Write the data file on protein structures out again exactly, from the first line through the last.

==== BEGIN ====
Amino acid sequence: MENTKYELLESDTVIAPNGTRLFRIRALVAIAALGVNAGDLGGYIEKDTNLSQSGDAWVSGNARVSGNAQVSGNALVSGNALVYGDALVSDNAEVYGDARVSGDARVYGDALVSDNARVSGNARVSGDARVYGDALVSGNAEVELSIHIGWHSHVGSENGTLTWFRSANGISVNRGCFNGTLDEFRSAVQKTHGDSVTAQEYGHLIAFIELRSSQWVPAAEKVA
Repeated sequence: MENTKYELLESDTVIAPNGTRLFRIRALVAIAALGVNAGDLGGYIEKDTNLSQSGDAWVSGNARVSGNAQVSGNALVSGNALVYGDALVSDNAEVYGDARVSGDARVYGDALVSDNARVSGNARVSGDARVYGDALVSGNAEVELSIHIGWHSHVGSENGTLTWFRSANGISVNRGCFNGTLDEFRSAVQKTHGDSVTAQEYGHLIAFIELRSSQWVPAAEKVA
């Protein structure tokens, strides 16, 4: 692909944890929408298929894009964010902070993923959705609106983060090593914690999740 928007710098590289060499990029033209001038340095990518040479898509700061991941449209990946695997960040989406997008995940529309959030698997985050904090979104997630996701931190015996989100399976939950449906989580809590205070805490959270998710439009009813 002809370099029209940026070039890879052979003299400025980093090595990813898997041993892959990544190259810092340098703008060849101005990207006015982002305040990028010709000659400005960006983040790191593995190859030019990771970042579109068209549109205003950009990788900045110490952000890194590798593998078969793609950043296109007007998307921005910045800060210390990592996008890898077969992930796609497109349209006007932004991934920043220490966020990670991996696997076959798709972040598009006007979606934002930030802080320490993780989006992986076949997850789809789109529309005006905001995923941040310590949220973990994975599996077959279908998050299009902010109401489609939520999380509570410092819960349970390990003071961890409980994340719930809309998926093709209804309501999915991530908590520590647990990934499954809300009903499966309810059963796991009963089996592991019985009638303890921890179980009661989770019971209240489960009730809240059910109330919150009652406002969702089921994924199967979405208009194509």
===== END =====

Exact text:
Amino acid sequence: MENTKYELLESDTVIAPNGTRLFRIRALVAIAALGVNAGDLGGYIEKDTNLSQSGDAWVSGNARVSGNAQVSGNALVSGNALVYGDALVSDNAEVYGDARVSGDARVYGDALVSDNARVSGNARVSGDARVYGDALVSGNAEVELSIHIGWHSHVGSENGTLTWFRSANGISVNRGCFNGTLDEFRSAVQKTHGDSVTAQEYGHLIAFIELRSSQWVPAAEKVA
Repeated sequence: MENTKYELLESDTVIAPNGTRLFRIRALVAIAALGVNAGDLGGYIEKDTNLSQSGDAWVSGNARVSGNAQVSGNALVSGNALVYGDALVSDNAEVYGDARVSGDARVYGDALVSDNARVSGNARVSGDARVYGDALVSGNAEVELSIHIGWHSHVGSENGTLTWFRSANGISVNRGCFNGTLDEFRSAVQKTHGDSVTAQEYGHLIAFIELRSSQWVPAAEKVA
């Protein structure tokens, strides 16, 4: 692909944890929408298929894009964010902070993923959705609106983060090593914690999740 928007710098590289060499990029033209001038340095990518040479898509700061991941449209990946695997960040989406997008995940529309959030698997985050904090979104997630996701931190015996989100399976939950449906989580809590205070805490959270998710439009009813 002809370099029209940026070039890879052979003299400025980093090595990813898997041993892959990544190259810092340098703008060849101005990207006015982002305040990028010709000659400005960006983040790191593995190859030019990771970042579109068209549109205003950009990788900045110490952000890194590798593998078969793609950043296109007007998307921005910045800060210390990592996008890898077969992930796609497109349209006007932004991934920043220490966020990670991996696997076959798709972040598009006007979606934002930030802080320490993780989006992986076949997850789809789109529309005006905001995923941040310590949220973990994975599996077959279908998050299009902010109401489609939520999380509570410092819960349970390990003071961890409980994340719930809309998926093709209804309501999915991530908590520590647990990934499954809300009903499966309810059963796991009963089996592991019985009638303890921890179980009661989770019971209240489960009730809240059910109330919150009652406002969702089921994924199967979405208009194509």